Managing the Wireless Footprint
A significant vulnerability of wireless networks is that they broadcast traffic over the air. The area where wireless devices can receive wireless transmissions is the wireless network’s footprint. Anyone within the footprint of the transmitter can tune to the correct frequency and access the transmissions.
Administrators have competing goals with the footprint. Users want easy access to the WAP, so they prefer a large footprint with strong signals. However, the stronger the signal is, the easier it is for an attacker to eavesdrop and capture network traffic. From a security perspective, the goal is to limit the footprint to prevent attackers from accessing the wireless network from external locations such as a parking lot.
If you want to reduce the footprint, you can reduce the power output of the WAP. The amount of power used by the WAP determines how far it transmits. Use less power and you’ll have a weaker signal and a smaller footprint. Of course, the tradeoff is reduced performance for authorized users. If the signal is weak, the negotiated speed is slower. Some users farther away from the WAP may not be able to connect at all.
Another method to reduce the footprint is to modify the placement of the WAP’s antenna. For example, walls (especially walls with metal in them) can interfere with wireless signals. By placing the WAP behind a metal wall, you may be able to prevent the signal from going too far beyond this wall.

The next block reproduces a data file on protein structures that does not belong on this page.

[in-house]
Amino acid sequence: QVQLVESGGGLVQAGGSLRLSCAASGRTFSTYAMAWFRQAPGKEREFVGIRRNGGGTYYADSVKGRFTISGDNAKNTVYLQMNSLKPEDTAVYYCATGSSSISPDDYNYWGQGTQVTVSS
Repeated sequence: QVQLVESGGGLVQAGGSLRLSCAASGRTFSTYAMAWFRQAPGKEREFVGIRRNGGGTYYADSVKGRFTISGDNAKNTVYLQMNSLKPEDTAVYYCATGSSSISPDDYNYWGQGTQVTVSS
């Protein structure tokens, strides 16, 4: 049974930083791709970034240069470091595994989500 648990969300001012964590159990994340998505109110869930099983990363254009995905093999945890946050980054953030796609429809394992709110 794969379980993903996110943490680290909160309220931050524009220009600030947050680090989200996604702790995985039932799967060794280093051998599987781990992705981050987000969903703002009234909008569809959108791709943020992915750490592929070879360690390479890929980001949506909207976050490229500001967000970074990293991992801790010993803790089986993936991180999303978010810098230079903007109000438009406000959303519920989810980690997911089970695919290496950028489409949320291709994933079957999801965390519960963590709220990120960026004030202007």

Additionally, you can modify the position of the antennas. For example, if you position the antennas vertically (straight up and down), the signals will radiate outwards increasing the footprint. However, if you position the antennas horizontally (parallel with the horizon or the floor) the signal radiates up and down more than it radiates outward. This is useful when transmitting a signal between floors of a building, and it also reduces the footprint outside the building.
Increasing the power level of a WAP increases the wireless coverage of the WAP. You can limit the range of wireless signals by decreasing the power levels of the WAP, and by moving or positioning the wireless antenna.
Decreasing the footprint isn’t always successful to thwart eavesdroppers. Most common wireless devices use omnidirectional antennas to receive a wireless signal from any direction. However, an attacker can create a unidirectional antenna that can receive wireless traffic from a specific direction. For example, attackers create simple cantennas (antennas using a can) to capture signals from a specific direction. They connect the wireless receiver to one end of an empty can and simply point the can toward a wireless network. By pointing the cantenna in different directions, they can home in on the exact location of a wireless network. Additionally, they can eavesdrop on wireless conversations even though they are well outside the normal footprint.